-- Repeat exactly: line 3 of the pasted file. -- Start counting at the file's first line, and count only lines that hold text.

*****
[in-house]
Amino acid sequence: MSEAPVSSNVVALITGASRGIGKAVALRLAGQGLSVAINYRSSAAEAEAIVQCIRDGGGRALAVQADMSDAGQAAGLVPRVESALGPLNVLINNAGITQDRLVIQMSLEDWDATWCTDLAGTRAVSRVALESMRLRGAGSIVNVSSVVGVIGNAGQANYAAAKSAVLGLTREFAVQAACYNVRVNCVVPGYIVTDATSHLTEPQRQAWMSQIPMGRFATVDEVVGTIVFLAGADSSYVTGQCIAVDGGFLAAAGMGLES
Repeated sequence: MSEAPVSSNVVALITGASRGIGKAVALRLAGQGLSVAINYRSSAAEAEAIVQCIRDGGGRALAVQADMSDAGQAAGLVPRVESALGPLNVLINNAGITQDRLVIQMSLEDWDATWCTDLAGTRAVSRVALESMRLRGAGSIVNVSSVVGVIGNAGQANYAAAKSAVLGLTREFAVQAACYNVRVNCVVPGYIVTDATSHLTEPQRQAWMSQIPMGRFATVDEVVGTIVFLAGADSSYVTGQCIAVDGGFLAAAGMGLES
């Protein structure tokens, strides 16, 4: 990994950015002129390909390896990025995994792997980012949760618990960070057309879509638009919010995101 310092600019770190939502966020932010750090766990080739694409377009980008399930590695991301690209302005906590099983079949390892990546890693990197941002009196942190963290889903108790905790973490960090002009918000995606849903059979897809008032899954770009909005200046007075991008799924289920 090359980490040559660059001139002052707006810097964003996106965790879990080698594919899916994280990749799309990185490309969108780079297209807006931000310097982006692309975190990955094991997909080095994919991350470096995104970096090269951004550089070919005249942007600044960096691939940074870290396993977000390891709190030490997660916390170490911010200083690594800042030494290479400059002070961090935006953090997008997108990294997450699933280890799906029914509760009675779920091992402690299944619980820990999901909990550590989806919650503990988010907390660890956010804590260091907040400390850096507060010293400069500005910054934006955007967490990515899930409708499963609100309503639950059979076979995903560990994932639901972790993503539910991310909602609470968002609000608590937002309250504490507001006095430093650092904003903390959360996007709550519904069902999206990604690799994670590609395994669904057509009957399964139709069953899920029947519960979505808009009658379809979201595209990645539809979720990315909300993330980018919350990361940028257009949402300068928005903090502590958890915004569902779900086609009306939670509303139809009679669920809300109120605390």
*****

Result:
Repeated sequence: MSEAPVSSNVVALITGASRGIGKAVALRLAGQGLSVAINYRSSAAEAEAIVQCIRDGGGRALAVQADMSDAGQAAGLVPRVESALGPLNVLINNAGITQDRLVIQMSLEDWDATWCTDLAGTRAVSRVALESMRLRGAGSIVNVSSVVGVIGNAGQANYAAAKSAVLGLTREFAVQAACYNVRVNCVVPGYIVTDATSHLTEPQRQAWMSQIPMGRFATVDEVVGTIVFLAGADSSYVTGQCIAVDGGFLAAAGMGLES